The active brain regions making up the Default Mode Network and the Task-Positive Mode Network

Some psychedelics, like LSD and psilocybin, seem to disintegrate this network when administered, and this decrease in modularity and connectivity within the DMN, coupled with an increase in the brain’s overall connectivity, is what many researchers believe is most deeply correlated with the diverse cognitive effects of psychedelics, as well as a deeper feeling of losing the boundaries between the self and everything else, known as ego dissolution.

According to Robin Carhart-Harris, who is at the bleeding edge of DMN research, the default mode network “seems to be the best candidate that we have for the biological underpinnings of the sense of self.” This conclusion is supported by numerous studies which have found a correlation of the deactivation of the DMN and the perceived sense of ego dissolution.


After many years of research, synergizing everything discovered about the DMN and the state of hyperconnectivity, neural signal diversity, divergent thinking, mystical state and egoless sensation that our brains and minds adopt while under the effect of psychedelics, Carhart-Harris has developed what is likely the first biological model correlated to the psychological effects of psychedelic substances.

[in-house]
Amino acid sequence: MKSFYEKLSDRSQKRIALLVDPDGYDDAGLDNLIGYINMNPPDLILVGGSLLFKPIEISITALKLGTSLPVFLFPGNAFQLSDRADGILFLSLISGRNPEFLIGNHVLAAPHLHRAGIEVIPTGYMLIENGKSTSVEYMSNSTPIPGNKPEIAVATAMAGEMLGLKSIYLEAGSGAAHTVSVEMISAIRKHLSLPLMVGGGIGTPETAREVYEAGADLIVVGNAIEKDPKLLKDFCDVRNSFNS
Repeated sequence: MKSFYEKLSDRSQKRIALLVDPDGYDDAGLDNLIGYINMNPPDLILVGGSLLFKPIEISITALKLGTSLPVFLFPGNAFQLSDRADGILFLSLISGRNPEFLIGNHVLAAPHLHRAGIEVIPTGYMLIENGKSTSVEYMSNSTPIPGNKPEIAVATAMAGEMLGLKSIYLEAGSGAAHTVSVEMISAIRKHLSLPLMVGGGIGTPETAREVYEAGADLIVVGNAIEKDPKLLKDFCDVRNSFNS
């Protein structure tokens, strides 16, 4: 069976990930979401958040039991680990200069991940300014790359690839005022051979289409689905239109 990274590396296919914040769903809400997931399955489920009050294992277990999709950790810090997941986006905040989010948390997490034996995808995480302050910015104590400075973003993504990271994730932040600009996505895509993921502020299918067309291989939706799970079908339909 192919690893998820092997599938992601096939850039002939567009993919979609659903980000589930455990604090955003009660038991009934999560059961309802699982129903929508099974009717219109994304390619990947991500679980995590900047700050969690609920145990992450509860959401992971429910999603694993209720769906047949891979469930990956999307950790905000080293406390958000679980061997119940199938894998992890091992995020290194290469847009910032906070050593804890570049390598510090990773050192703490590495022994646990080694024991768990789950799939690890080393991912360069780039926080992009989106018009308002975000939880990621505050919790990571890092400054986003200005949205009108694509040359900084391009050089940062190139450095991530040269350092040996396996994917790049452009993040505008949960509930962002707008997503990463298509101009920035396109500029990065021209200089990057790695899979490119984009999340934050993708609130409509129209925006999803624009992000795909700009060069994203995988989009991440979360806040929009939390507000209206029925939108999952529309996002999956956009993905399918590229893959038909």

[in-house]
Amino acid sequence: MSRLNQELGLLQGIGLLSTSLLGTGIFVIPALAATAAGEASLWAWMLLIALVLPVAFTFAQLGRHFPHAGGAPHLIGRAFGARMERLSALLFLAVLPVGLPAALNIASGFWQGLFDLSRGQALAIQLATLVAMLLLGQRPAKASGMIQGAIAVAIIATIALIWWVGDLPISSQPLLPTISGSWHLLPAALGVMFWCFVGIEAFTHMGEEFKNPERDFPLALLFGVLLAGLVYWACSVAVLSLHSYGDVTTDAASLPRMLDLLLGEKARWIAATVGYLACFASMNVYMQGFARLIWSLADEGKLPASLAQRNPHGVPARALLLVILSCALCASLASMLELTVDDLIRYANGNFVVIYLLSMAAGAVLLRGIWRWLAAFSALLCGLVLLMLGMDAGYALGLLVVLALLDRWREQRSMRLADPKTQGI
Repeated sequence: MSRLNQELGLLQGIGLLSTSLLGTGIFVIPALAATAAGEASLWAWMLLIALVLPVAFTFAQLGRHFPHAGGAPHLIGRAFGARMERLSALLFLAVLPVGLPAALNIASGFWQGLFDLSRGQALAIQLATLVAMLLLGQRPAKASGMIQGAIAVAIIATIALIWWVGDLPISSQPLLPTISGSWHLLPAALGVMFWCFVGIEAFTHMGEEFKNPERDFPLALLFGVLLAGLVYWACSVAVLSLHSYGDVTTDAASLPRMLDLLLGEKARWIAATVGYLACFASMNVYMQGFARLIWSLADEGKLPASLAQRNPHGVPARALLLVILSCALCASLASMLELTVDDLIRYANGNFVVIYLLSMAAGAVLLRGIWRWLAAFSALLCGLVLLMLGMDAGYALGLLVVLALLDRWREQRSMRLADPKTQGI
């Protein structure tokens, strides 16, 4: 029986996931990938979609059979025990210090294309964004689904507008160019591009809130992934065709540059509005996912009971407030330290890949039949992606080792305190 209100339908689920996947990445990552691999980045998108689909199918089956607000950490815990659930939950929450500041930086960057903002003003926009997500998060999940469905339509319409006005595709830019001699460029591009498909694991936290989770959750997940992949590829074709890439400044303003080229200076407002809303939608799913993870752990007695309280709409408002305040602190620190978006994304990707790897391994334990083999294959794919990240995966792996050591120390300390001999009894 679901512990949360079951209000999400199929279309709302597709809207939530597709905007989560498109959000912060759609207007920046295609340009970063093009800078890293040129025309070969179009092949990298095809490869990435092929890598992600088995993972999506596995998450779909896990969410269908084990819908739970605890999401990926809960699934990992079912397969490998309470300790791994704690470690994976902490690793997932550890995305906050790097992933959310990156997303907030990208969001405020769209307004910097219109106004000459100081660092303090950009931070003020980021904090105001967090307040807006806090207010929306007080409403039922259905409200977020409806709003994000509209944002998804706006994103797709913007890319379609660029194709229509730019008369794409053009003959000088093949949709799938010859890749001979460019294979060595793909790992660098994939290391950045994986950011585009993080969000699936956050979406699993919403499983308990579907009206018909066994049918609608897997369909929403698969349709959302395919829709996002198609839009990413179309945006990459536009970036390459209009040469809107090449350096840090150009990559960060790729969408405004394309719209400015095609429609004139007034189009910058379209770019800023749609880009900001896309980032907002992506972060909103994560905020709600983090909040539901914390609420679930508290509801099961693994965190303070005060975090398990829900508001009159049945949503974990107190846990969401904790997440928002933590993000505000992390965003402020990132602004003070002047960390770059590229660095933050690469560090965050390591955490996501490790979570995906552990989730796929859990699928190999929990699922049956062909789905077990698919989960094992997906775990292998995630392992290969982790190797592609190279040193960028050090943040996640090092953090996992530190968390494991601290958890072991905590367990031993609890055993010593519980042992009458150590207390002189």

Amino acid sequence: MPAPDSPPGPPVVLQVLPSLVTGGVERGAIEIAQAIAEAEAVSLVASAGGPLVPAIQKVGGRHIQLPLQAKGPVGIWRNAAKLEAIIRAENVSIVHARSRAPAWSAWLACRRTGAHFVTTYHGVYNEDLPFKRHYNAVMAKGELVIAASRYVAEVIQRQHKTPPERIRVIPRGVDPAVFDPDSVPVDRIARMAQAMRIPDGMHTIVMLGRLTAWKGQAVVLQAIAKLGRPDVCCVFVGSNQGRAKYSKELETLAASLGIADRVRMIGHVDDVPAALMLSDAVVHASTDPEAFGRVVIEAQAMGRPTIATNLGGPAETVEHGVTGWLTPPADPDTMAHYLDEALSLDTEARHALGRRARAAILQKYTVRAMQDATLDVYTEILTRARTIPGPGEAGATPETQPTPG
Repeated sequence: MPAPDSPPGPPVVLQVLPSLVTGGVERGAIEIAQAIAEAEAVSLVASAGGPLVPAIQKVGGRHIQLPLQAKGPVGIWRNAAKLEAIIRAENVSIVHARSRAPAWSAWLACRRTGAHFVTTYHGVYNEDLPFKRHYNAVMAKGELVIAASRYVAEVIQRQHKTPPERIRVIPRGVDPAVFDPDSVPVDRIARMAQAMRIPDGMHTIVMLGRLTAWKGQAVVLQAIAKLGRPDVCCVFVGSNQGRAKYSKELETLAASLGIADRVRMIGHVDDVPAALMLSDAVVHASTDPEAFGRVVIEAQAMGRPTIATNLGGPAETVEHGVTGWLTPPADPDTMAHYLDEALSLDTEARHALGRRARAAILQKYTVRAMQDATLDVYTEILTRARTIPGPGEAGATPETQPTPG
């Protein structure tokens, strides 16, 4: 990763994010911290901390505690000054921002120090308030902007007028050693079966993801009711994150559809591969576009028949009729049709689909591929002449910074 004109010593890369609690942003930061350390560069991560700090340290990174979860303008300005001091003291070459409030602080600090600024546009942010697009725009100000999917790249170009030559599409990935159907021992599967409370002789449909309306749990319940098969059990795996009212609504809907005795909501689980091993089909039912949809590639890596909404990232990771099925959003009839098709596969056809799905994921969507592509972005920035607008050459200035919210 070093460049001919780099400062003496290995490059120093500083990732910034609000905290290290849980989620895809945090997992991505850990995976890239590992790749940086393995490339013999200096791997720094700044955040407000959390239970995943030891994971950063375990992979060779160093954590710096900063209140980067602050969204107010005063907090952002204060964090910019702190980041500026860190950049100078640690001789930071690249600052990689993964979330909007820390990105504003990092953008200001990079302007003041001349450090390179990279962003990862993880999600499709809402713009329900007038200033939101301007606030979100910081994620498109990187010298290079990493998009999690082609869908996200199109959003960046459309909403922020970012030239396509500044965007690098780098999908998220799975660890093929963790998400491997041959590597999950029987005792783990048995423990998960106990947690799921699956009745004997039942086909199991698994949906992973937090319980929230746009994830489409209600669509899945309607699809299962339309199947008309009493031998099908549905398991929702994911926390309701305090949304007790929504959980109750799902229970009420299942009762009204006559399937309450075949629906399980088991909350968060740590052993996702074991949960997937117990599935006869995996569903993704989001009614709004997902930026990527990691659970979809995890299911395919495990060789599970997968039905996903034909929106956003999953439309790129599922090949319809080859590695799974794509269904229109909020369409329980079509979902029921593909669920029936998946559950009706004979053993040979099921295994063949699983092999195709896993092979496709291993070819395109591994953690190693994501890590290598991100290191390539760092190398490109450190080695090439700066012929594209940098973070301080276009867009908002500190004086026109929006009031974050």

This model, which he named ‘relaxed beliefs under psychedelics’ (REBUS) and the anarchic brain, suggests that psychedelics facilitate a weakening of higher-order beliefs. By increasing the entropy of neural signals and thereby stimulating creative thought, entrenched patterns of thought become weakened, and the brain is able to communicate more freely within itself, letting more information ‘flow upstream.’ In this weakened state, the belief is able to be updated or, better said, ‘re-weighted.’

Manesh was kind enough to explain this model in lay terms:

“[Psychedelics] make your sense of certainty about your beliefs and your assumptions less rigid [and] more fluid, and you’re all of a sudden not so certain about who you are or how the world works… And these kinds of fundamental beliefs you took for granted, you start to question them or they just don’t seem correct anymore, and through that process you become more open to receiving new information, new perspectives and insights – open to seeing the world in a different way because now you’ve escaped from this conceptual prison we create for ourselves through our ego structures and defense mechanisms, and unconscious beliefs… So, through their activity on the brain, they give us this temporary respite from all these things – we’re able to see outside of the bubble that we’re in, and this gives you an opportunity to then take this new information you’re now getting access to and use it to create lasting change.”

Neurogenesis / Neuroplasticity

Finally, not only do psychedelics increase the connectivity in our brains, but they actually catalyze a process that normally only happens before we’re born. This event is called neurogenesis and it means the creation and growth of neurons.

Many studies have reported this effect, but one of the most comprehensive and widely referenced ones was published in 2018 by David Olson, again, one of the most prolific and reputable psychedelic scientists with 30+ years in the field.